As a kid, hearing that story made me think about having a cold nose and goosebumps. As an adult with a strong interest in sustainable methods, I am wondering about the kind of insulation, if any, was in the walls. What materials were used in the construction of the roof? Was the house raised on piers, allowing cold air to flow under it? Did the house have south facing windows? And a million other questions run through my mind. How could such a small house with so many people in it possibly be cold?
In this part of the country, we experience many more months of hot weather than cold, that's why so many houses were built on piers, allowing breezes to pass under the house to naturally cool it. However, that design does not help in winter. There are some designs that work for both winter and summer. For example, windows placed on the south side of the house will allow sunlight to warm the house in winter while shading the house in the summer. Double paned windows help keep heat in or out. Most of all, the best way to control the temperature indoors is to insulate well.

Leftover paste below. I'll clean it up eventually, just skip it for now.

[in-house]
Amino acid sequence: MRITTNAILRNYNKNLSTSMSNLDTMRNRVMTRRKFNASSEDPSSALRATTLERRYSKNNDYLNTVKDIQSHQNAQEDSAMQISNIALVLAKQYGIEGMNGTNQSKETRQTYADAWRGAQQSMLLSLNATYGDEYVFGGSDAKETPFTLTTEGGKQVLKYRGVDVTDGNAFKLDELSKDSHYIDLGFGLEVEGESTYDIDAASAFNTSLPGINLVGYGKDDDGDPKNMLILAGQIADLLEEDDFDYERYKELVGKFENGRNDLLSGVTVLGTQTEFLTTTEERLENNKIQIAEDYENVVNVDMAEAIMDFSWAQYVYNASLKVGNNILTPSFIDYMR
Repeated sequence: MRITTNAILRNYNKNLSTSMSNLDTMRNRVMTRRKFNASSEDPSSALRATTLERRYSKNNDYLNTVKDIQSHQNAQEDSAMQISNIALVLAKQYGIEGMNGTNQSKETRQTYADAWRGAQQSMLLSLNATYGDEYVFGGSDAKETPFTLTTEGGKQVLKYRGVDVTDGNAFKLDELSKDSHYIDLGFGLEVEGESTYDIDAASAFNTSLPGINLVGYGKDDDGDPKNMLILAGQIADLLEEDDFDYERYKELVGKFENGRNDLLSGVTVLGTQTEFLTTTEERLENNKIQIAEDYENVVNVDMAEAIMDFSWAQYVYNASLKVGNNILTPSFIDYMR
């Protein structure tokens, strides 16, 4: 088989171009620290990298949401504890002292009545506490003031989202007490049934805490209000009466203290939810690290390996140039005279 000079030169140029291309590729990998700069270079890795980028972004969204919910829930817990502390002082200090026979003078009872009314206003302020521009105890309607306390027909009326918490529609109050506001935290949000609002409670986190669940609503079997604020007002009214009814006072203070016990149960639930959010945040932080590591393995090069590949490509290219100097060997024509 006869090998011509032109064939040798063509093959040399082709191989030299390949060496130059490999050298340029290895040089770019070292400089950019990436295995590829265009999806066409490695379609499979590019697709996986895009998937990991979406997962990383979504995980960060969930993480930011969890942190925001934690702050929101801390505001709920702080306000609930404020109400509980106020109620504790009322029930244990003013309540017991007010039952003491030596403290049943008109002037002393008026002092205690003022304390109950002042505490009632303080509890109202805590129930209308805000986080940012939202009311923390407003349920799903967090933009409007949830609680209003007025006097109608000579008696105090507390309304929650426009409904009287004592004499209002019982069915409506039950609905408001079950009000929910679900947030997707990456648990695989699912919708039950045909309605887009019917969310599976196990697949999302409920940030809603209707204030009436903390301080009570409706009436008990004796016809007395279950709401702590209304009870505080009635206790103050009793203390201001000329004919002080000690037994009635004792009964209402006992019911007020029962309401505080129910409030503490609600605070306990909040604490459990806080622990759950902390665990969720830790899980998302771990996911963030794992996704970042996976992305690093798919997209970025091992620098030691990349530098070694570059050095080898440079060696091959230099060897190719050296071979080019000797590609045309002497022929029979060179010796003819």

There are new products out there that do a great job of insulating, such as foam products, but there are also many ancient techniques such as using natural fibers like wool, plant fibers, and animal pelts. Wikipedia has an excellent article on natural fibers.
After hurricane Katrina, some neighborhoods didn't have power for municipal services like pumping water to neighborhoods. Some people did not have a way to get water and many had to leave their homes for weeks, disrupting all aspects of their lives. As a civilization, our dependency on electricity has crippled our ability to be self-sufficient.
To build sustainable, self-efficient, and robust economic communities, we should rethink how we currently design our homes and business places; We should take advantage of technology and modern conveniences while building back up systems and using natural methods, like passive solar techniques.
Why is passive solar important? Read these other posts.
- When did we start ignoring passive solar?
- Passive Solar Roof Design
- Passive Solar Design - from the cat's perspective